Belgian artist Arne Quinze and American music producer Swizz Beatz will present a collaborative exhibition titled “Are We The Aliens_” in Venice, coinciding with the 60th edition of the Venice Biennale. The show, on view from April 20th to November 24th, will be held in the 16th-century church San Francesco della Vigna.
Visitors will be engaged with Swizz Beatz’s soundscapes in the immersive installation, Sonic Levitation (2024), which will be on the first floor of the church’s Scoletta—the 300-square-meter private religious study. The ground floor will also host Quinze’s Impact Glass (2024) installation—fifteen individual glass sculptures created with STUDIO BERENGO. The church’s voluted colonnade will feature the artist’s first large-scale ceramic sculptures, created in collaboration with Atelier Vierkan. The exhibition is co-curated by Hervé Mikaeloff, an advisor of the Louis Vuitton Foundation, and Reiner Opoku, an independent art consultant.
“The process of marrying sound to art is a special one,” Swizz Beatz said. “Creating this sonic experience with Arne Quinze, every second is important, every sound has meaning, the combination takes you on a journey of expression. This will be a sonic installation for the world to enjoy.”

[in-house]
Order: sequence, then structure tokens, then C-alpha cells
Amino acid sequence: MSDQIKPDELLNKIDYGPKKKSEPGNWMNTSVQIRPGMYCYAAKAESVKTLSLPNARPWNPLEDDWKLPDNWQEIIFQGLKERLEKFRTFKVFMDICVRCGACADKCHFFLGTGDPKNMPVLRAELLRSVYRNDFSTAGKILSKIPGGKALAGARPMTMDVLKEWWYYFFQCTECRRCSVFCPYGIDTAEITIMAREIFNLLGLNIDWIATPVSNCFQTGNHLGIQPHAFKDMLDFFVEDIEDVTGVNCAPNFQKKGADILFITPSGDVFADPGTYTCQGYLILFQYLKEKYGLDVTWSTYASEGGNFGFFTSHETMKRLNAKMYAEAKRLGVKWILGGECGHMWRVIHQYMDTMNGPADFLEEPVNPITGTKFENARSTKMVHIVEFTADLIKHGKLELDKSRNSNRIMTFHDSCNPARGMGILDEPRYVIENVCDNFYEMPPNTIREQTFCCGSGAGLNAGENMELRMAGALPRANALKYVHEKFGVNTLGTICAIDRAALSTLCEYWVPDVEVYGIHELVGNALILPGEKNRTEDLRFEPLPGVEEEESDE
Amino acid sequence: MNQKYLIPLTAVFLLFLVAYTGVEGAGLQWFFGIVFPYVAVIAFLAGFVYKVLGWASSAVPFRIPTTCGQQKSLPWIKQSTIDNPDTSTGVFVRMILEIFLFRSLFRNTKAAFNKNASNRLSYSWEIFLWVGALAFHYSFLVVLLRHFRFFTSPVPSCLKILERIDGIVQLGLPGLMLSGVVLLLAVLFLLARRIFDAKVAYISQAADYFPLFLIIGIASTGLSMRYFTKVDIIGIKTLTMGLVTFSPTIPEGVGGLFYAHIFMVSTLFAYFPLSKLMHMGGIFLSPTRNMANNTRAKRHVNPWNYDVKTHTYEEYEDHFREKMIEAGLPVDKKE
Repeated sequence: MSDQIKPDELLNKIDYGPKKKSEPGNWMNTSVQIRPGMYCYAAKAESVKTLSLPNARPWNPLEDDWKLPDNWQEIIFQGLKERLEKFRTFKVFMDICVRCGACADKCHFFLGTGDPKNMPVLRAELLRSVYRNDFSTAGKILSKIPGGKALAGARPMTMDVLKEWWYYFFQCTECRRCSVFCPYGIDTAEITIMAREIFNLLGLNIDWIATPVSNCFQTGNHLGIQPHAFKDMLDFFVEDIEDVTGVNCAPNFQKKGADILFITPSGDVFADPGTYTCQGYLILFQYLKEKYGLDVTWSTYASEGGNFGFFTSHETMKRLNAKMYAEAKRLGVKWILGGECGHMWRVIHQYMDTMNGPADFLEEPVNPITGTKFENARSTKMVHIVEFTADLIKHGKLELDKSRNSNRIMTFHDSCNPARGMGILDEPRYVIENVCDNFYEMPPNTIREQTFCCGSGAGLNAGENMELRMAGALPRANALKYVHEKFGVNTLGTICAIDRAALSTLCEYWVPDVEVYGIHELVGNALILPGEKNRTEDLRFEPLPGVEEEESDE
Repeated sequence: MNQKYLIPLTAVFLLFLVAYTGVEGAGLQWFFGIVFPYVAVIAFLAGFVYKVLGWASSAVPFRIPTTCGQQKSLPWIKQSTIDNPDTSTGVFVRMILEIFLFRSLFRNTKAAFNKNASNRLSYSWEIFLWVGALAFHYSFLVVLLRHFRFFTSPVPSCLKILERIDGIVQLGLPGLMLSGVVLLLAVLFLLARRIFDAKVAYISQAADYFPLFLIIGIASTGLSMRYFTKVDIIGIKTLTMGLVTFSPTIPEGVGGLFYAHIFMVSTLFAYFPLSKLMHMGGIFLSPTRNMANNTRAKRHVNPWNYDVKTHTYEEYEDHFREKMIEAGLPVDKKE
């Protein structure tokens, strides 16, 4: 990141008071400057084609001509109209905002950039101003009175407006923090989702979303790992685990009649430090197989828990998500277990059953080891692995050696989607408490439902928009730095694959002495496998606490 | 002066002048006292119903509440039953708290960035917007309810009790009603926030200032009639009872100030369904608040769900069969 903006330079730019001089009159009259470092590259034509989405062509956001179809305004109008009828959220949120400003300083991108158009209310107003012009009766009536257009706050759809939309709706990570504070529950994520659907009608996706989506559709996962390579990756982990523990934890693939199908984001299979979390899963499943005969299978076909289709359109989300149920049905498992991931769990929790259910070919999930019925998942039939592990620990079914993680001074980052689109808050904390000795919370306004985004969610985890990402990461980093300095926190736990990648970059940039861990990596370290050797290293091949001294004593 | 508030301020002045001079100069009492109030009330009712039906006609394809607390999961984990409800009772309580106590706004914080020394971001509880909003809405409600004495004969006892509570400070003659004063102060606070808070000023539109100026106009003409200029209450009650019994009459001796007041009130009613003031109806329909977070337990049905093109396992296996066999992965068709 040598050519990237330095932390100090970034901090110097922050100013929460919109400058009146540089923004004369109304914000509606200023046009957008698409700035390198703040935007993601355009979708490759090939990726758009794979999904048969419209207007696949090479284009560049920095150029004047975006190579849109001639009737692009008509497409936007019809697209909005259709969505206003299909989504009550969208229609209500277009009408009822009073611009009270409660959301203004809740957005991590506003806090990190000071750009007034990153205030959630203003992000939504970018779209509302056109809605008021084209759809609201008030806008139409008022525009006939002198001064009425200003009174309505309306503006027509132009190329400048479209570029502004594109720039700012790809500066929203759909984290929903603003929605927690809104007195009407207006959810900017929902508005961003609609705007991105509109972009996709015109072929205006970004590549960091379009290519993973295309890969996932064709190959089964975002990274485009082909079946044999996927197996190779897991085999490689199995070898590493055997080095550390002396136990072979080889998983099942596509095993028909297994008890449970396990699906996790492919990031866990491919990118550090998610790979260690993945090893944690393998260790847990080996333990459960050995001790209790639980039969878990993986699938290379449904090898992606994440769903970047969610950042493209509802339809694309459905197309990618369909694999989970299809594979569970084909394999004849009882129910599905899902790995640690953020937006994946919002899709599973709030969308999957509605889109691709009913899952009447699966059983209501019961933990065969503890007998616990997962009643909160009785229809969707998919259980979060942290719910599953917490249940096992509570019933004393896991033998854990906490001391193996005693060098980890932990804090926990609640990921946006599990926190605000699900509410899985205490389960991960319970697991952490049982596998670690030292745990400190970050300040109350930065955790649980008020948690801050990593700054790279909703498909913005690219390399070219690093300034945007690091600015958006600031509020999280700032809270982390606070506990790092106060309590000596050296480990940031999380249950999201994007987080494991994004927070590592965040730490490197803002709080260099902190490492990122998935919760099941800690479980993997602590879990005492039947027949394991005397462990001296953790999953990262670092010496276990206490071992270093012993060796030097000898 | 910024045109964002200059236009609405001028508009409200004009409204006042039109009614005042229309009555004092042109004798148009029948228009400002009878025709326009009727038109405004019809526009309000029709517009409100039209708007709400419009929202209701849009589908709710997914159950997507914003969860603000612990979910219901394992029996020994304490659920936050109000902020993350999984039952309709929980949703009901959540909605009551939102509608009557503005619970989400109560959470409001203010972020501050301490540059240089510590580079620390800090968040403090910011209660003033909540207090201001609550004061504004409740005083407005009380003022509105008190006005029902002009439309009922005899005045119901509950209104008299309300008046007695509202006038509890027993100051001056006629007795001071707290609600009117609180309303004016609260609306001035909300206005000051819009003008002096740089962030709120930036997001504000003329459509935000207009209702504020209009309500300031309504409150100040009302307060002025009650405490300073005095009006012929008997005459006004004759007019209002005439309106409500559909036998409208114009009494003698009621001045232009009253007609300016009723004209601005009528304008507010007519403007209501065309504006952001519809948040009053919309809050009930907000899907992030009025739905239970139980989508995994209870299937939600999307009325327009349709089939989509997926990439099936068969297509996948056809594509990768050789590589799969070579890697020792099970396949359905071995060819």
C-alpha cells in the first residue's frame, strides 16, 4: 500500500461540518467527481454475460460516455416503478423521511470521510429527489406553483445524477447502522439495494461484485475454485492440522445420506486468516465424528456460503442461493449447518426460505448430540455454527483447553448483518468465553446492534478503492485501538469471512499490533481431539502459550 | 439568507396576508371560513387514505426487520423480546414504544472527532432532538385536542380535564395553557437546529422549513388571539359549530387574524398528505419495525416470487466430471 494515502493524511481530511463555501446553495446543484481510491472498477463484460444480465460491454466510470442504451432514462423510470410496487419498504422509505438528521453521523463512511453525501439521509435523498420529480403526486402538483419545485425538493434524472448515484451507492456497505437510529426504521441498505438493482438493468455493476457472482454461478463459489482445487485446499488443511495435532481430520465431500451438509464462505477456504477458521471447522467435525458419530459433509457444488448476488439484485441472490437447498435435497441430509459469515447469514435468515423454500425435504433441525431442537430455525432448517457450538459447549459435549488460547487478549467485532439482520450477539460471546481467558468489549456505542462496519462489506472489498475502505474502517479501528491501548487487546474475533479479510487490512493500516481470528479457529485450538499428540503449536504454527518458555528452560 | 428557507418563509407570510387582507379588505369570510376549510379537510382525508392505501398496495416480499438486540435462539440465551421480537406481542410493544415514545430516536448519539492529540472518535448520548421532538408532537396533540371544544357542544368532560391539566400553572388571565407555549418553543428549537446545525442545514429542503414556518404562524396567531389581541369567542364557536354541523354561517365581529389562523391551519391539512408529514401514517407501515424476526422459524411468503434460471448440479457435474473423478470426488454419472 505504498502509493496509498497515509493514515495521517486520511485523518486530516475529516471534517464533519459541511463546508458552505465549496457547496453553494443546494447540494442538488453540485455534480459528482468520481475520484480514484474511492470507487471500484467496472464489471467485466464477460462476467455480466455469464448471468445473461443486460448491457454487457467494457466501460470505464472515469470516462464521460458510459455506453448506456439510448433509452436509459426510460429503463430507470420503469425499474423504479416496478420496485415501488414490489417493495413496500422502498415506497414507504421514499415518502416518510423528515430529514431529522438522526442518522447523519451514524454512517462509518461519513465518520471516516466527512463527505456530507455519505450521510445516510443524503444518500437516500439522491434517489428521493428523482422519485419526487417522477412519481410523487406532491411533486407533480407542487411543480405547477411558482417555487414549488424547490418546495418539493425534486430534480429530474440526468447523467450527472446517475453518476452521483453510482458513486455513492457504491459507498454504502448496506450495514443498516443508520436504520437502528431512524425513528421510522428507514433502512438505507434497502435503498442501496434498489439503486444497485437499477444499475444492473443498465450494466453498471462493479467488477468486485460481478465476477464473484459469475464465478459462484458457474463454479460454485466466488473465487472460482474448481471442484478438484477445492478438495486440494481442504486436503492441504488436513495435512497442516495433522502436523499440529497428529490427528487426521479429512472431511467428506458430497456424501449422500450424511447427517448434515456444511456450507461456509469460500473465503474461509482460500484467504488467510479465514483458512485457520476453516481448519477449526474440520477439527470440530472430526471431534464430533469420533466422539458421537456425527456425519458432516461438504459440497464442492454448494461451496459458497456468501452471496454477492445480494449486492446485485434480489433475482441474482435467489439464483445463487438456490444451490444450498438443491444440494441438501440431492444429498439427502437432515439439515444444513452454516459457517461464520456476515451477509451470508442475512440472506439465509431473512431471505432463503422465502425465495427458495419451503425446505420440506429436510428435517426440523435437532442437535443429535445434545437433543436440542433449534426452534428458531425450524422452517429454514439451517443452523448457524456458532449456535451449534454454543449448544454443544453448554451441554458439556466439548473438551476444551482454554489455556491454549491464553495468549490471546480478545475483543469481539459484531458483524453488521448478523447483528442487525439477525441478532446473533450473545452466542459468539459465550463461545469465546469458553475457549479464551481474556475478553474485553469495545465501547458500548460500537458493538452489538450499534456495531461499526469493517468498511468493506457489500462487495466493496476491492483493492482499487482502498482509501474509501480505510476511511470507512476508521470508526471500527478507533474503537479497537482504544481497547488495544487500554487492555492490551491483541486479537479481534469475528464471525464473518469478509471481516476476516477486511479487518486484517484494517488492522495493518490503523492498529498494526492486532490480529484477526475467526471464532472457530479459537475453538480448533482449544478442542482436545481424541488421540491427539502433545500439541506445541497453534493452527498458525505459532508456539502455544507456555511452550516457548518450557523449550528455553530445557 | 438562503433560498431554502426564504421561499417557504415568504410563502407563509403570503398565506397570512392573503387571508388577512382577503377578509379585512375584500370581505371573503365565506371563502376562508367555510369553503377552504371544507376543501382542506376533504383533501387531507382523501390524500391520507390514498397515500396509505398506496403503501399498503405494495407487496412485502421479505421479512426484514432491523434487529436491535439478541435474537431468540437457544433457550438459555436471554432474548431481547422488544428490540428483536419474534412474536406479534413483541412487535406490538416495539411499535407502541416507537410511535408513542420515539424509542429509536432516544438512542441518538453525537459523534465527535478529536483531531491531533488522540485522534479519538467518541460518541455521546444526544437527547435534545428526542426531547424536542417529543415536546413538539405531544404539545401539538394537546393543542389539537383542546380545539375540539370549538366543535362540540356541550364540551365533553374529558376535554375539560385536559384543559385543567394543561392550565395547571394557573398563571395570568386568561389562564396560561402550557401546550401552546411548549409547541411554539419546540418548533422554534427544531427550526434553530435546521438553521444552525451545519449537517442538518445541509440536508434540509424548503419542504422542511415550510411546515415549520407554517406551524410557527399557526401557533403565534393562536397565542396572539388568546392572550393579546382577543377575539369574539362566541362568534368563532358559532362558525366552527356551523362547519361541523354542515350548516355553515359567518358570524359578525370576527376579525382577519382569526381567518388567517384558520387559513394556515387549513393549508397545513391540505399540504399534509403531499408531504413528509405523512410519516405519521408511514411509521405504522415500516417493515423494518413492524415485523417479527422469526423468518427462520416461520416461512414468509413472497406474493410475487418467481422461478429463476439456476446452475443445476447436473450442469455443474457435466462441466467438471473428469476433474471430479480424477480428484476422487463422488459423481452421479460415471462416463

The exhibition aims to rekindle appreciation for nature, encouraging viewers to contemplate the human impact on the environment through a multisensory experience. “Are We The Aliens_” coincides with the Biennale’s theme “Foreigners Everywhere,” inviting a reflection on humankind’s alienation from nature. Among the featured installations, Quinze’s “Ceramorphia” series of large-scale ceramic sculptures draw inspiration from natural forms and textures, embodying the artist’s exploration of nature and diversity.
“My ultimate goal is to reawaken our sense of awe and appreciation for the natural world,” Quinze said. “In my journey through a wildflower-filled microcosm, ‘Ceramorphia’ reflects a decade of observing nature’s transformative architecture. The work aspires to set out a blueprint to reshape cities into open-air museums, harmonizing again with nature, with the ultimate aim of reawakening our sense of awe and appreciation for the natural world.”